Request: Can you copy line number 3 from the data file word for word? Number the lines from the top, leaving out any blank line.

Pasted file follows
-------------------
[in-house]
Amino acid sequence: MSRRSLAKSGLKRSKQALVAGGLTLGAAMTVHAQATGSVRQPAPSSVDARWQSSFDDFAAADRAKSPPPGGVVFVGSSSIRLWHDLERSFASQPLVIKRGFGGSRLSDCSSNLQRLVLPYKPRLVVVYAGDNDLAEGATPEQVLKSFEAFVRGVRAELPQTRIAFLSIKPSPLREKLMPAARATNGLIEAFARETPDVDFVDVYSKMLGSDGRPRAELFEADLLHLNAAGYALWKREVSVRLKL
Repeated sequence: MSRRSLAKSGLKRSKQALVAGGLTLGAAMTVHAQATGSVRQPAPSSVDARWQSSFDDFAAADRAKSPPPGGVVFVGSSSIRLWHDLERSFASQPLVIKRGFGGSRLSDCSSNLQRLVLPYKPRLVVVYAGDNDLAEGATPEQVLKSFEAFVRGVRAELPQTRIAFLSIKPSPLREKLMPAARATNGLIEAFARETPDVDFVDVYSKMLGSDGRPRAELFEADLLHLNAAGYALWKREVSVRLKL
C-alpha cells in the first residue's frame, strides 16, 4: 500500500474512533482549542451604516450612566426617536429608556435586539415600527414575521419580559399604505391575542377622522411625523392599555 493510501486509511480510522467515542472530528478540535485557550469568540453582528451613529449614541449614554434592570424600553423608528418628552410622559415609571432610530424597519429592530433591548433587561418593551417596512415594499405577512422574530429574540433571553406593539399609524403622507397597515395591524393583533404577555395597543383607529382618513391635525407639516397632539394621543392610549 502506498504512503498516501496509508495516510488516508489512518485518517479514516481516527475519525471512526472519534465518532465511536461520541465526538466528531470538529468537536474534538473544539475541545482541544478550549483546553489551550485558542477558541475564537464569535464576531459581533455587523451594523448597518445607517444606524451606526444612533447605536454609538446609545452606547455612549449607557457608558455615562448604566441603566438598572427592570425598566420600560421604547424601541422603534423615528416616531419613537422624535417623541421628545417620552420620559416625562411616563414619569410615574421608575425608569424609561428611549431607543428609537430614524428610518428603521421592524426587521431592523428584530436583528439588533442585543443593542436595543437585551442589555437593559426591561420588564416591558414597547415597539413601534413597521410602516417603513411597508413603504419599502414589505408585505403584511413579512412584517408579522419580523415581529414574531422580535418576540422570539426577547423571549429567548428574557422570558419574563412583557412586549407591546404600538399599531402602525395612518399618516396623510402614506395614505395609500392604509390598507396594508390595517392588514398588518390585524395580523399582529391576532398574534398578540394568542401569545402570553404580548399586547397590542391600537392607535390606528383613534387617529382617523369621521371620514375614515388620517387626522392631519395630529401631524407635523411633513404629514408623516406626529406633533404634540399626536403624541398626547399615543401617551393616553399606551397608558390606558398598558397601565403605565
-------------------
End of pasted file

Repeated sequence: MSRRSLAKSGLKRSKQALVAGGLTLGAAMTVHAQATGSVRQPAPSSVDARWQSSFDDFAAADRAKSPPPGGVVFVGSSSIRLWHDLERSFASQPLVIKRGFGGSRLSDCSSNLQRLVLPYKPRLVVVYAGDNDLAEGATPEQVLKSFEAFVRGVRAELPQTRIAFLSIKPSPLREKLMPAARATNGLIEAFARETPDVDFVDVYSKMLGSDGRPRAELFEADLLHLNAAGYALWKREVSVRLKL